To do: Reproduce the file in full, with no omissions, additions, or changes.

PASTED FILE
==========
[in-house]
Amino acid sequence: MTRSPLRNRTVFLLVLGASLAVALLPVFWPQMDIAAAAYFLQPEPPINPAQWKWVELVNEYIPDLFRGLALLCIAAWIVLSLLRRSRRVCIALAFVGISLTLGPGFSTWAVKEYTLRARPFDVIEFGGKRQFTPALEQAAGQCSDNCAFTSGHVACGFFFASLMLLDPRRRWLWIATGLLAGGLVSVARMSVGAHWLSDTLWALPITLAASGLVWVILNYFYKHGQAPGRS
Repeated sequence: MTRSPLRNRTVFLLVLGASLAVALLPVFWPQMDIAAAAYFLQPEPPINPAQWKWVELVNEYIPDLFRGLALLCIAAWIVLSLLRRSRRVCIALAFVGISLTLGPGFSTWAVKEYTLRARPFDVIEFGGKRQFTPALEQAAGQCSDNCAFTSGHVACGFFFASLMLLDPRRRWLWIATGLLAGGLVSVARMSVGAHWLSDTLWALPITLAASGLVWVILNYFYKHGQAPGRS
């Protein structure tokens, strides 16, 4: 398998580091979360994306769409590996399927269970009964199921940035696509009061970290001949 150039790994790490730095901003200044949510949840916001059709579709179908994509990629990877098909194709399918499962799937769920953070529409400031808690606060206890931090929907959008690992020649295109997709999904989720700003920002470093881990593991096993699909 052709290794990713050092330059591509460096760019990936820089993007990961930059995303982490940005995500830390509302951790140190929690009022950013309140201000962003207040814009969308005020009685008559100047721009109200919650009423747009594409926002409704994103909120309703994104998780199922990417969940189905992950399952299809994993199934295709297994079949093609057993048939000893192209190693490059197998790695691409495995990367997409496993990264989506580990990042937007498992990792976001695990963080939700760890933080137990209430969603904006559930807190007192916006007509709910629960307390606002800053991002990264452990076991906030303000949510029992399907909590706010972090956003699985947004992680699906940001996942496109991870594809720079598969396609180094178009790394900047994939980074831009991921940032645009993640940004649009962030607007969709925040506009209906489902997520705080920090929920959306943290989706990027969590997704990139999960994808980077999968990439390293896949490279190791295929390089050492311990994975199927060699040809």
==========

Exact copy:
[in-house]
Amino acid sequence: MTRSPLRNRTVFLLVLGASLAVALLPVFWPQMDIAAAAYFLQPEPPINPAQWKWVELVNEYIPDLFRGLALLCIAAWIVLSLLRRSRRVCIALAFVGISLTLGPGFSTWAVKEYTLRARPFDVIEFGGKRQFTPALEQAAGQCSDNCAFTSGHVACGFFFASLMLLDPRRRWLWIATGLLAGGLVSVARMSVGAHWLSDTLWALPITLAASGLVWVILNYFYKHGQAPGRS
Repeated sequence: MTRSPLRNRTVFLLVLGASLAVALLPVFWPQMDIAAAAYFLQPEPPINPAQWKWVELVNEYIPDLFRGLALLCIAAWIVLSLLRRSRRVCIALAFVGISLTLGPGFSTWAVKEYTLRARPFDVIEFGGKRQFTPALEQAAGQCSDNCAFTSGHVACGFFFASLMLLDPRRRWLWIATGLLAGGLVSVARMSVGAHWLSDTLWALPITLAASGLVWVILNYFYKHGQAPGRS
């Protein structure tokens, strides 16, 4: 398998580091979360994306769409590996399927269970009964199921940035696509009061970290001949 150039790994790490730095901003200044949510949840916001059709579709179908994509990629990877098909194709399918499962799937769920953070529409400031808690606060206890931090929907959008690992020649295109997709999904989720700003920002470093881990593991096993699909 052709290794990713050092330059591509460096760019990936820089993007990961930059995303982490940005995500830390509302951790140190929690009022950013309140201000962003207040814009969308005020009685008559100047721009109200919650009423747009594409926002409704994103909120309703994104998780199922990417969940189905992950399952299809994993199934295709297994079949093609057993048939000893192209190693490059197998790695691409495995990367997409496993990264989506580990990042937007498992990792976001695990963080939700760890933080137990209430969603904006559930807190007192916006007509709910629960307390606002800053991002990264452990076991906030303000949510029992399907909590706010972090956003699985947004992680699906940001996942496109991870594809720079598969396609180094178009790394900047994939980074831009991921940032645009993640940004649009962030607007969709925040506009209906489902997520705080920090929920959306943290989706990027969590997704990139999960994808980077999968990439390293896949490279190791295929390089050492311990994975199927060699040809």